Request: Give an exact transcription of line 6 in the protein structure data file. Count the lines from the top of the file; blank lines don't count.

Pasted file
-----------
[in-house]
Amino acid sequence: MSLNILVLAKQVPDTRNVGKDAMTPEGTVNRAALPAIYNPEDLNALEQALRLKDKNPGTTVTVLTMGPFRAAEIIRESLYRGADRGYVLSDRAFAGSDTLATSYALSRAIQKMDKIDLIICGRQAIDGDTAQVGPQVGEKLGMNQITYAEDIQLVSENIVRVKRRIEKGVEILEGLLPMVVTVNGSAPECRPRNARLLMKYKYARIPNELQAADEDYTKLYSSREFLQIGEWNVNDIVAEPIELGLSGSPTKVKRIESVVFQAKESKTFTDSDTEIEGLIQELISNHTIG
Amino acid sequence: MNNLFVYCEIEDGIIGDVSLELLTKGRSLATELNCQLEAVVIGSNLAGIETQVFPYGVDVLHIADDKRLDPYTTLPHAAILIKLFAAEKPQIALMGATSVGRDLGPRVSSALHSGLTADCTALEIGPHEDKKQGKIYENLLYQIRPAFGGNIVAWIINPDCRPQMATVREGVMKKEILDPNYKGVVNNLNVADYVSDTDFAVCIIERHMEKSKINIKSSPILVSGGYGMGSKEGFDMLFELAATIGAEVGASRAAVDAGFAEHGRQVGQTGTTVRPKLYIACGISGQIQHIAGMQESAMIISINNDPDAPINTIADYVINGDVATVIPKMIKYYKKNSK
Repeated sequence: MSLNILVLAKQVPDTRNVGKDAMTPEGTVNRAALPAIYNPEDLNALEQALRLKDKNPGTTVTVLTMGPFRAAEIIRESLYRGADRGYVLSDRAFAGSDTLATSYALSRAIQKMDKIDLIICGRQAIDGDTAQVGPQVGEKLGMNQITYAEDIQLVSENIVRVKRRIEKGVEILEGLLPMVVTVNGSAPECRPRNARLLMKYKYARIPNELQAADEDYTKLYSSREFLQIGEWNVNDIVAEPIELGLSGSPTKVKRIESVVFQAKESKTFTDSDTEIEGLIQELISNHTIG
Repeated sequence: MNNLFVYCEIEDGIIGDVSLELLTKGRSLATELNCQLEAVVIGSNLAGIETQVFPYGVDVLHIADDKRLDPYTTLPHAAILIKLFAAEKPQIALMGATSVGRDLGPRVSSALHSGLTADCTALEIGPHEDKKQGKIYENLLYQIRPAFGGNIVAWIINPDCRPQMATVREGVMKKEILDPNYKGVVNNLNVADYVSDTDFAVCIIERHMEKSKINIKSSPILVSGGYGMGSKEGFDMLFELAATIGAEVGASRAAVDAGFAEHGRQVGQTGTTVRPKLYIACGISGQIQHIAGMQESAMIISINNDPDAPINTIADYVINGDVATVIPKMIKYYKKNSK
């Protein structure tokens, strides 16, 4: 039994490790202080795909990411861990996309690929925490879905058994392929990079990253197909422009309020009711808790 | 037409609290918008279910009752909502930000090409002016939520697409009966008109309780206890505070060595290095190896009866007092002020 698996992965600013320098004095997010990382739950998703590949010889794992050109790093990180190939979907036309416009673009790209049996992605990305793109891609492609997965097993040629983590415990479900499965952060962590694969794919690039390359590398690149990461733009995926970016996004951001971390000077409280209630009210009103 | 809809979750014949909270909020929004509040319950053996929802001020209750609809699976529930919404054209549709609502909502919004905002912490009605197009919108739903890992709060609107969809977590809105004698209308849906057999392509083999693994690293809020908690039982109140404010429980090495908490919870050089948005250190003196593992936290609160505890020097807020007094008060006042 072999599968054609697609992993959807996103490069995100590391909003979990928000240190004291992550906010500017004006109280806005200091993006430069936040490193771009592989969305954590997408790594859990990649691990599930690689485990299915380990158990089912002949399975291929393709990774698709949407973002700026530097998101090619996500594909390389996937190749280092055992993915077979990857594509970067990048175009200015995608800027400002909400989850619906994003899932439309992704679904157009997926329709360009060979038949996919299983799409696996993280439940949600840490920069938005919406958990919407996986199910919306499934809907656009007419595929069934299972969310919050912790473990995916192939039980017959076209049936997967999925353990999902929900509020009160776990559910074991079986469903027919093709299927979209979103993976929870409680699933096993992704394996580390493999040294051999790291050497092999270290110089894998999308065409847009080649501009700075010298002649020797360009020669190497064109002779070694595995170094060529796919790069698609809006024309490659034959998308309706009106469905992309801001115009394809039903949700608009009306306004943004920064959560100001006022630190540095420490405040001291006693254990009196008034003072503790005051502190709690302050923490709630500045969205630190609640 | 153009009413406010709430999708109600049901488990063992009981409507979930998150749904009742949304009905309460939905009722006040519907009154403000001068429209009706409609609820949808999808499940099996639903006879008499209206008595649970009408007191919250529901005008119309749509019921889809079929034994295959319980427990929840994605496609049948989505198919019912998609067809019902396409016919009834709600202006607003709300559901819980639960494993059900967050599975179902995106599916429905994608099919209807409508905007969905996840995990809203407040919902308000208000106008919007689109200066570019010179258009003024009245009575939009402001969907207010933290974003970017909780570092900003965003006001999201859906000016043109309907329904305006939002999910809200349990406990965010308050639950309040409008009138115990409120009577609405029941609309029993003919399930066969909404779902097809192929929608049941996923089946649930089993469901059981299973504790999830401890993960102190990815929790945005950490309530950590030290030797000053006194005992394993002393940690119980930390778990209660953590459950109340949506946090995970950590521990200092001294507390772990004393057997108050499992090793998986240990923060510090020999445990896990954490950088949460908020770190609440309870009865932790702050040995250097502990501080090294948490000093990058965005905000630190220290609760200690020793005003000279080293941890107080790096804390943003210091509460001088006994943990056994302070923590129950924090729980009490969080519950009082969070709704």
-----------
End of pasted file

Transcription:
């Protein structure tokens, strides 16, 4: 039994490790202080795909990411861990996309690929925490879905058994392929990079990253197909422009309020009711808790 | 037409609290918008279910009752909502930000090409002016939520697409009966008109309780206890505070060595290095190896009866007092002020 698996992965600013320098004095997010990382739950998703590949010889794992050109790093990180190939979907036309416009673009790209049996992605990305793109891609492609997965097993040629983590415990479900499965952060962590694969794919690039390359590398690149990461733009995926970016996004951001971390000077409280209630009210009103 | 809809979750014949909270909020929004509040319950053996929802001020209750609809699976529930919404054209549709609502909502919004905002912490009605197009919108739903890992709060609107969809977590809105004698209308849906057999392509083999693994690293809020908690039982109140404010429980090495908490919870050089948005250190003196593992936290609160505890020097807020007094008060006042 072999599968054609697609992993959807996103490069995100590391909003979990928000240190004291992550906010500017004006109280806005200091993006430069936040490193771009592989969305954590997408790594859990990649691990599930690689485990299915380990158990089912002949399975291929393709990774698709949407973002700026530097998101090619996500594909390389996937190749280092055992993915077979990857594509970067990048175009200015995608800027400002909400989850619906994003899932439309992704679904157009997926329709360009060979038949996919299983799409696996993280439940949600840490920069938005919406958990919407996986199910919306499934809907656009007419595929069934299972969310919050912790473990995916192939039980017959076209049936997967999925353990999902929900509020009160776990559910074991079986469903027919093709299927979209979103993976929870409680699933096993992704394996580390493999040294051999790291050497092999270290110089894998999308065409847009080649501009700075010298002649020797360009020669190497064109002779070694595995170094060529796919790069698609809006024309490659034959998308309706009106469905992309801001115009394809039903949700608009009306306004943004920064959560100001006022630190540095420490405040001291006693254990009196008034003072503790005051502190709690302050923490709630500045969205630190609640 | 153009009413406010709430999708109600049901488990063992009981409507979930998150749904009742949304009905309460939905009722006040519907009154403000001068429209009706409609609820949808999808499940099996639903006879008499209206008595649970009408007191919250529901005008119309749509019921889809079929034994295959319980427990929840994605496609049948989505198919019912998609067809019902396409016919009834709600202006607003709300559901819980639960494993059900967050599975179902995106599916429905994608099919209807409508905007969905996840995990809203407040919902308000208000106008919007689109200066570019010179258009003024009245009575939009402001969907207010933290974003970017909780570092900003965003006001999201859906000016043109309907329904305006939002999910809200349990406990965010308050639950309040409008009138115990409120009577609405029941609309029993003919399930066969909404779902097809192929929608049941996923089946649930089993469901059981299973504790999830401890993960102190990815929790945005950490309530950590030290030797000053006194005992394993002393940690119980930390778990209660953590459950109340949506946090995970950590521990200092001294507390772990004393057997108050499992090793998986240990923060510090020999445990896990954490950088949460908020770190609440309870009865932790702050040995250097502990501080090294948490000093990058965005905000630190220290609760200690020793005003000279080293941890107080790096804390943003210091509460001088006994943990056994302070923590129950924090729980009490969080519950009082969070709704």